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Landowners urged not to ‘punish’ government for hunt ban

PRO-HUNTING LANDOWNERS were urged by the Government not to "punish society" by withdrawing permission for essential utilities such as electricity pylons to be built on their land, or to obstruct the military in the course of their training.

As supporters of hunting began a legal challenge against the use of the Parliament Act to force through a ban on hunting with dogs, militant campaigners claimed 50,000 people were ready to disobey the ban with a nationwide campaign of civil disobedience.

However, the Government appeared more worried by warnings that landowners would also protest by "being obstructive" - withdrawing their traditional co-operation from government agencies, local authorities and utility service providers.

Landowners close to military training areas such as Salisbury Plain have already threatened to withdraw permission for troops to cross their land on exercises.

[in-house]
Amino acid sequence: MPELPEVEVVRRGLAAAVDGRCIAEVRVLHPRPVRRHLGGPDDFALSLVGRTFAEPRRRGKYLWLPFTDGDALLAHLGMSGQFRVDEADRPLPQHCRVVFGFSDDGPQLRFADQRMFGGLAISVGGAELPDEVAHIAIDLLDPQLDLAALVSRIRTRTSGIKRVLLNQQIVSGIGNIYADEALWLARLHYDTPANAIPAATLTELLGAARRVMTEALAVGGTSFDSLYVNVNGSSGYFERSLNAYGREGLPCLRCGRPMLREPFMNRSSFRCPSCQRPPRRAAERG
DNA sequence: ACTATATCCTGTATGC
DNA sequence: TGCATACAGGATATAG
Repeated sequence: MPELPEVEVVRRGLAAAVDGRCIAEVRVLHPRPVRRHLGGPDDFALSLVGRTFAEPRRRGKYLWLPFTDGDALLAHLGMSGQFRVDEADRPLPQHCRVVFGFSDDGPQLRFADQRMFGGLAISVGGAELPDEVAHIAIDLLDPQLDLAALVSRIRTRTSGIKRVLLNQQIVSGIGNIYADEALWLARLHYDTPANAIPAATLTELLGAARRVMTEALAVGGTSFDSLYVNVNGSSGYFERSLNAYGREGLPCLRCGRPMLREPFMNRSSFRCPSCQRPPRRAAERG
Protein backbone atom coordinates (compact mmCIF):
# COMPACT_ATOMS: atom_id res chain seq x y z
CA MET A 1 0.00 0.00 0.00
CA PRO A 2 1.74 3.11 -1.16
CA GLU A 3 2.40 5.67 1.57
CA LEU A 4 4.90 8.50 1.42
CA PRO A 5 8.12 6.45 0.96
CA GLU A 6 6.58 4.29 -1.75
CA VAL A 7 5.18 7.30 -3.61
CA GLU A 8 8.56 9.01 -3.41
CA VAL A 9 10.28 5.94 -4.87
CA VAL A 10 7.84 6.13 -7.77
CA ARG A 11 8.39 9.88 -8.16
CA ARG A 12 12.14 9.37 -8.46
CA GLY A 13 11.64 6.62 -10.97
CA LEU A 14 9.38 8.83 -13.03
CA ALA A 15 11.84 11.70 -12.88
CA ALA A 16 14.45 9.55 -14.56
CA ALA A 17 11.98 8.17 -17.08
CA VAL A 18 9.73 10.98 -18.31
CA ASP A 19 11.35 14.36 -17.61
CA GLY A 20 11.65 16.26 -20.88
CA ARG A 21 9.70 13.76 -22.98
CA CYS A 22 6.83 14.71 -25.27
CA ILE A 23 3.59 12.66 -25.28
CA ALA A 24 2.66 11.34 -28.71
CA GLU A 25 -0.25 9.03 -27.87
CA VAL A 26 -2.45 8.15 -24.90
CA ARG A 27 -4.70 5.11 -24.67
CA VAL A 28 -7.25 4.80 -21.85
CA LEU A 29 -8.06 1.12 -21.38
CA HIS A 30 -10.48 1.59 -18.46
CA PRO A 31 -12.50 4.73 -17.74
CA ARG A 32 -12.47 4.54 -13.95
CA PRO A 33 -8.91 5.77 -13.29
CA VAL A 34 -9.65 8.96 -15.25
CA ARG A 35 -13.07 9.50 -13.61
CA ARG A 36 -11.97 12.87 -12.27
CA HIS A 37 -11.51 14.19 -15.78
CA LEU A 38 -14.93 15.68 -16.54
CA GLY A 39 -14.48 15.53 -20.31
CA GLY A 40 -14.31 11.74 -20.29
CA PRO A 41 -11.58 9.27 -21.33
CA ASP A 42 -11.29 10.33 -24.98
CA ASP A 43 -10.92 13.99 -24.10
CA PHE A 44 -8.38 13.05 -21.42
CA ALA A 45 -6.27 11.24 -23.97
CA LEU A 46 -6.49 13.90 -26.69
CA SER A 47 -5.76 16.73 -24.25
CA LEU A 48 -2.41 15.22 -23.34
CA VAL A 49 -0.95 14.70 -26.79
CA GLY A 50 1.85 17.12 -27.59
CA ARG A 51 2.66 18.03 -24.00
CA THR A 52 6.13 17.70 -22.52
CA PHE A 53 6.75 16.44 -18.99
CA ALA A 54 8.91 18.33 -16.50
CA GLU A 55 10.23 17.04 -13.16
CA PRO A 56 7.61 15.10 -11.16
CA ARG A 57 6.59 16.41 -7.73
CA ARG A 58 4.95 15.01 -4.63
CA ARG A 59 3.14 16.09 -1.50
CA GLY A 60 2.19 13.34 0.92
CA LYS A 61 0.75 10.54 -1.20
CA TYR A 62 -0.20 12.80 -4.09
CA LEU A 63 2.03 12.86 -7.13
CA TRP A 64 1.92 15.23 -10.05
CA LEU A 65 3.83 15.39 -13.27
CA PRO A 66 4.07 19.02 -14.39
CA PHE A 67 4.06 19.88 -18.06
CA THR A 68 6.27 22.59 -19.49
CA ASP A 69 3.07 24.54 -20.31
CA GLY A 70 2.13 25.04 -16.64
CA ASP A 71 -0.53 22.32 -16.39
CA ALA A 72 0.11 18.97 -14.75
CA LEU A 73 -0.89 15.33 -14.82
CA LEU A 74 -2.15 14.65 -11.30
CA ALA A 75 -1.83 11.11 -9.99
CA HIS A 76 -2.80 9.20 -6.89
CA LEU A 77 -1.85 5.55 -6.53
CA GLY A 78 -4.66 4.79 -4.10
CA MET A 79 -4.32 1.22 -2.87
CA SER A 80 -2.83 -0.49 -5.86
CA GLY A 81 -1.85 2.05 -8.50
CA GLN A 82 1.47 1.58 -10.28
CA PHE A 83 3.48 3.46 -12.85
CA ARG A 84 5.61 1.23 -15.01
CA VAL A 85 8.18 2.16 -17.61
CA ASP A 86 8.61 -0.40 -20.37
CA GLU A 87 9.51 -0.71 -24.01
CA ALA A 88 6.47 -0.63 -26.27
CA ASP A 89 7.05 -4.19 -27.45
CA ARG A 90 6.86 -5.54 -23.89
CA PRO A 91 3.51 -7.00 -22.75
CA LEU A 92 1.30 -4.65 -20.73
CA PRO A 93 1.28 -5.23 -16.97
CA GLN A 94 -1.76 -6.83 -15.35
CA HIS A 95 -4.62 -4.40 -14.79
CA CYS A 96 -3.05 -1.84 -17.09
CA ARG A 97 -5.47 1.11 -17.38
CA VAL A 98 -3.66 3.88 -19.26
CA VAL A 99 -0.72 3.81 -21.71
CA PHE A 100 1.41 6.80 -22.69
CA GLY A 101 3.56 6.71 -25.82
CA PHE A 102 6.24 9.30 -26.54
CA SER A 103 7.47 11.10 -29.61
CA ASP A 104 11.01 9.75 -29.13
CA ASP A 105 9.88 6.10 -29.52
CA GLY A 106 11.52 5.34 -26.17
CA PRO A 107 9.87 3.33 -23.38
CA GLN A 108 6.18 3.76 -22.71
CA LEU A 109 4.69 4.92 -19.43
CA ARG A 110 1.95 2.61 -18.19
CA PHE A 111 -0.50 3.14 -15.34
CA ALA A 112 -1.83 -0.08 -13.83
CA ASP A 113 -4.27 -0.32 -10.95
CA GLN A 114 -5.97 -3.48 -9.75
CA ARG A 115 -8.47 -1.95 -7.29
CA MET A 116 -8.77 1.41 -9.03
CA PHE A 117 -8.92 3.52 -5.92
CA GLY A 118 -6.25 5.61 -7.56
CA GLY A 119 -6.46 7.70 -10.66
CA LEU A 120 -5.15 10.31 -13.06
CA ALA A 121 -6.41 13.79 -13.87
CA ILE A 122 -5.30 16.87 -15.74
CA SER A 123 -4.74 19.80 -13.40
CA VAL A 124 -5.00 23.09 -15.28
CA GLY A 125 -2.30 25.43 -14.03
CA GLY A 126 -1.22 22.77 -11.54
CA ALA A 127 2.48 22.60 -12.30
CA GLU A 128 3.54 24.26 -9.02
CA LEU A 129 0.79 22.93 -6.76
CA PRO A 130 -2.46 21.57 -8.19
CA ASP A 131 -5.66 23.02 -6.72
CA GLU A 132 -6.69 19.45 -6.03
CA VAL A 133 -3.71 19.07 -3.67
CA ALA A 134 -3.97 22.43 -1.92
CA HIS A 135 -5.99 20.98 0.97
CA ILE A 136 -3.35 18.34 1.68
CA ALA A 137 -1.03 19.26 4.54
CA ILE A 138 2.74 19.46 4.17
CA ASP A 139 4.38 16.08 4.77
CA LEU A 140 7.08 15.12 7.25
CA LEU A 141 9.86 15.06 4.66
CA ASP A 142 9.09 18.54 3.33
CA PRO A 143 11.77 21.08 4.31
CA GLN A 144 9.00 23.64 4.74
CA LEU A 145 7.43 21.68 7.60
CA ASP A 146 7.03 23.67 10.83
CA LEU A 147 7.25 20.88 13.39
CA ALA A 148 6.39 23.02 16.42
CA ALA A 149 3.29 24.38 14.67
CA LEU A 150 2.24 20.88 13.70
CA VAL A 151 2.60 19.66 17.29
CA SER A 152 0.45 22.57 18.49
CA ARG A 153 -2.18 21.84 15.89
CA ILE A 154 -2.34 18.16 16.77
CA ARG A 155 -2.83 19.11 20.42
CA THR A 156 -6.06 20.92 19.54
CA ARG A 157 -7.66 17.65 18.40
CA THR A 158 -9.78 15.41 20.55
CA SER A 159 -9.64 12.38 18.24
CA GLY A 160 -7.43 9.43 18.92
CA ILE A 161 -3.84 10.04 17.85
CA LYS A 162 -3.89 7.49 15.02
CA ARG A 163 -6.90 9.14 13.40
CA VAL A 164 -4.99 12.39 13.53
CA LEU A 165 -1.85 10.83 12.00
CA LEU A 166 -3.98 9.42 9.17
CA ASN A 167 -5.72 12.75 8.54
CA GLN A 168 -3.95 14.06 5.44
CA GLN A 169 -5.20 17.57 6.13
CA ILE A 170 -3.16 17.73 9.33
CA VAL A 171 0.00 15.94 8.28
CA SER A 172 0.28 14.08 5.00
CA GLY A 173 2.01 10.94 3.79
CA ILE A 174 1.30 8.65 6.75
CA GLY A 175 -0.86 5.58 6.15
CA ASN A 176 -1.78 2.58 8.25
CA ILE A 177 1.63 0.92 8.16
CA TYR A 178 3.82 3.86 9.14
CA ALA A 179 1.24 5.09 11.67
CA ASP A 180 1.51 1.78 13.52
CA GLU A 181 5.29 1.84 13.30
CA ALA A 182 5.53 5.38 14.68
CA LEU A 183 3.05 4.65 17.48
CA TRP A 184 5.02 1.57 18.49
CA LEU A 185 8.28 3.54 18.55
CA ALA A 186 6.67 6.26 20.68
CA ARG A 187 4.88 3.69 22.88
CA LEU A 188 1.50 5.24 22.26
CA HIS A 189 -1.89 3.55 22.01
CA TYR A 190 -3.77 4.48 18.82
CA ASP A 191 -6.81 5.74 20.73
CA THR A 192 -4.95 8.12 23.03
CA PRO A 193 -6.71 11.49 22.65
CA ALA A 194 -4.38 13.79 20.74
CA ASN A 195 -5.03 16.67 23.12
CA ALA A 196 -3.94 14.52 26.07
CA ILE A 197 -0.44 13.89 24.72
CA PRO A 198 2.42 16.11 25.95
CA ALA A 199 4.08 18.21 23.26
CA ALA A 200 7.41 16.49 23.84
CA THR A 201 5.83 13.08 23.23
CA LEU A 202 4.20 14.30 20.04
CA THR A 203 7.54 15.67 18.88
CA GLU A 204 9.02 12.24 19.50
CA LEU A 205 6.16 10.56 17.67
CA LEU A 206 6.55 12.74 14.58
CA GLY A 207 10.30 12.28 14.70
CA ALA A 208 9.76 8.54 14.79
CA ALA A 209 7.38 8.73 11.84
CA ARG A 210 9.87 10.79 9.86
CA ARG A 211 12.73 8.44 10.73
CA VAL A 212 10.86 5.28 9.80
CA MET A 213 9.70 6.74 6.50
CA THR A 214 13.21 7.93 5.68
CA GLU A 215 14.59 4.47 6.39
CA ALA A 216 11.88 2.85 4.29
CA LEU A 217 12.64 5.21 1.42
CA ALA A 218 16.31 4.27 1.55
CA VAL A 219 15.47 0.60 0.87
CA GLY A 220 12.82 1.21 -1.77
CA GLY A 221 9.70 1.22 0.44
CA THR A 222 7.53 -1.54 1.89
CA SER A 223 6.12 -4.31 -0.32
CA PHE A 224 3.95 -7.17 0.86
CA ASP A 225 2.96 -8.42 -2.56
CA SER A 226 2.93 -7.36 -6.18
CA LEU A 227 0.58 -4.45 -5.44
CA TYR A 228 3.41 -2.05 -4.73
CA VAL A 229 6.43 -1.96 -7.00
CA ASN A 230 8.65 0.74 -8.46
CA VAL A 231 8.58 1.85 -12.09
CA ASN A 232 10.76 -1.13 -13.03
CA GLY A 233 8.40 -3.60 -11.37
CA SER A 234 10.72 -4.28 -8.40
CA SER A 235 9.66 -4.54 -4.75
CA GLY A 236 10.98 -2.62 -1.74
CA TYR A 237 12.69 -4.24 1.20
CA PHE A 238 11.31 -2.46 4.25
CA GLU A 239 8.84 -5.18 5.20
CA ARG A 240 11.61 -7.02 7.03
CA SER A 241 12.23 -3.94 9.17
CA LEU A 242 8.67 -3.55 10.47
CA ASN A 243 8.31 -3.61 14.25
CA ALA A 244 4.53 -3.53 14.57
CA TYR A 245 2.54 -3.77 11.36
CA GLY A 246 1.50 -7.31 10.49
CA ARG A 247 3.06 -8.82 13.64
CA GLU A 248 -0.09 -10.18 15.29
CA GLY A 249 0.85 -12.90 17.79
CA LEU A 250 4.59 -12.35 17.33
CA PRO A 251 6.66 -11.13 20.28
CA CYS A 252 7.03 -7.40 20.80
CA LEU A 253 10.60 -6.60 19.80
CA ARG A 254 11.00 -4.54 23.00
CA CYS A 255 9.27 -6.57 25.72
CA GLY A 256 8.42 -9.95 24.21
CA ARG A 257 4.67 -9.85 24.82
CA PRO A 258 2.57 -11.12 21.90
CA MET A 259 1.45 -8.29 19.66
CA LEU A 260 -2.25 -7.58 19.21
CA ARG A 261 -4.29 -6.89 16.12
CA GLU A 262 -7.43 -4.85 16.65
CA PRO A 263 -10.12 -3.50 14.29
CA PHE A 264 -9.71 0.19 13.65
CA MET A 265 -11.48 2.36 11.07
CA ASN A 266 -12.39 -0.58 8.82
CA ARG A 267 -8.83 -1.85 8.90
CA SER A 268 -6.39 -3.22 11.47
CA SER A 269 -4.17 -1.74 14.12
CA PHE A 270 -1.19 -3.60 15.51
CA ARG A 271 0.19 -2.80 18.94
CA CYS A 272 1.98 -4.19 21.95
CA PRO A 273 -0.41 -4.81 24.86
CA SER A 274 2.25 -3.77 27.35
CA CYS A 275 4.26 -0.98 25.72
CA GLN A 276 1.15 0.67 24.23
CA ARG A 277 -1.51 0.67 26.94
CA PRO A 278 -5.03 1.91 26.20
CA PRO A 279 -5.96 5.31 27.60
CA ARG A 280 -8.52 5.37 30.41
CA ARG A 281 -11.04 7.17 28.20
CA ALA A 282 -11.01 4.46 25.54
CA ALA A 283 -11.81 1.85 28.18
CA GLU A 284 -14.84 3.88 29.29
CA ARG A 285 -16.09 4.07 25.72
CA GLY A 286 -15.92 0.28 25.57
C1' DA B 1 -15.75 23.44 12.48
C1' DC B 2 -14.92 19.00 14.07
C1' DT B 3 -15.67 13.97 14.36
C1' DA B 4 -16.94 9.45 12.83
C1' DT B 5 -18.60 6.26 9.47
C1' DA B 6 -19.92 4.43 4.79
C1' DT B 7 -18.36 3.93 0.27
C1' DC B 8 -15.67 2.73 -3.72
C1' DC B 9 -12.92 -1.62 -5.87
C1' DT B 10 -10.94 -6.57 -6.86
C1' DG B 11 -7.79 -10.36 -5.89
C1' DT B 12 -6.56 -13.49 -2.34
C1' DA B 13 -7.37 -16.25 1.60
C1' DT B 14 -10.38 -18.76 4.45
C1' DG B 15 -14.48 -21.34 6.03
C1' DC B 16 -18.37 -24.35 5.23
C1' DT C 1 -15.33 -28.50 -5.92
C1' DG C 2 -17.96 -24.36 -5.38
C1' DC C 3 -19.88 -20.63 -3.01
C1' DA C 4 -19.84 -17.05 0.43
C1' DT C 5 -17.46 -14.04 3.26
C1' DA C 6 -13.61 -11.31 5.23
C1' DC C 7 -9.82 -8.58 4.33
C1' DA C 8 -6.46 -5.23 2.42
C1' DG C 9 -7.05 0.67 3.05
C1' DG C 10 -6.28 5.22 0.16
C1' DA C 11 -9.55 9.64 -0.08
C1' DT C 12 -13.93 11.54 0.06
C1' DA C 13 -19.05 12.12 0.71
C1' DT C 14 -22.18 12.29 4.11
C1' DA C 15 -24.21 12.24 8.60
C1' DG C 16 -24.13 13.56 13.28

According to the pro-hunting Countryside Alliance, other areas where goodwill could be withdrawn include access for flood defence and drainage plans, road improvement schemes, railway maintenance, gas and water pipelines and electricity service provision, plus public access and right of way schemes.

Alun Michael, the rural affairs minister who was responsible for the legislation to ban hunting, said such action would be "irresponsible and illegal".

He told BBC Radio 4's World at One last week: "These suggestions that they will extend the debate by somehow seeking to punish society for a decision that has been taken by the elected representatives of the constituents of this country by a large majority is to get things out of proportion."

Prime Minister Tony Blair conceded that the ban on hunting would be an issue at a general election expected next May after the Government's attempts to delay its implementation for another 18 months were rejected by the House of Lords in their now famous ‘kamikaze option’.

He acknowledged that the legitimacy of the ban was now likely to be resolved in the courts. But it was always going to be an issue at the election "because there are very strong feelings about it".

Peter Hain, the Leader of the Commons, claimed that Government attempts to act "reasonably" over the ban had been wrecked by the House of Lords.